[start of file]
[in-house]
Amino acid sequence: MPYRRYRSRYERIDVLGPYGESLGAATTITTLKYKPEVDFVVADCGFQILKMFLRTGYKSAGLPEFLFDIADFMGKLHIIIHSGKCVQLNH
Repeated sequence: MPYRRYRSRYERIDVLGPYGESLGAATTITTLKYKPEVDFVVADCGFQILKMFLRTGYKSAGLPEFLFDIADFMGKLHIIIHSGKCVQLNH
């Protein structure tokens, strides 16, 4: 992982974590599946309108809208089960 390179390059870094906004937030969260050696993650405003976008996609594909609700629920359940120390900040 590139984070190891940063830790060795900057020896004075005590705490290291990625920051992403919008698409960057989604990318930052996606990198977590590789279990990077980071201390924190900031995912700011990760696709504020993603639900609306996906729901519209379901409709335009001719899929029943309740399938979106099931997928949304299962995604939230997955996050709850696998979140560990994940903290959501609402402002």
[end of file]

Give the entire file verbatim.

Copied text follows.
[in-house]
Amino acid sequence: MPYRRYRSRYERIDVLGPYGESLGAATTITTLKYKPEVDFVVADCGFQILKMFLRTGYKSAGLPEFLFDIADFMGKLHIIIHSGKCVQLNH
Repeated sequence: MPYRRYRSRYERIDVLGPYGESLGAATTITTLKYKPEVDFVVADCGFQILKMFLRTGYKSAGLPEFLFDIADFMGKLHIIIHSGKCVQLNH
């Protein structure tokens, strides 16, 4: 992982974590599946309108809208089960 390179390059870094906004937030969260050696993650405003976008996609594909609700629920359940120390900040 590139984070190891940063830790060795900057020896004075005590705490290291990625920051992403919008698409960057989604990318930052996606990198977590590789279990990077980071201390924190900031995912700011990760696709504020993603639900609306996906729901519209379901409709335009001719899929029943309740399938979106099931997928949304299962995604939230997955996050709850696998979140560990994940903290959501609402402002």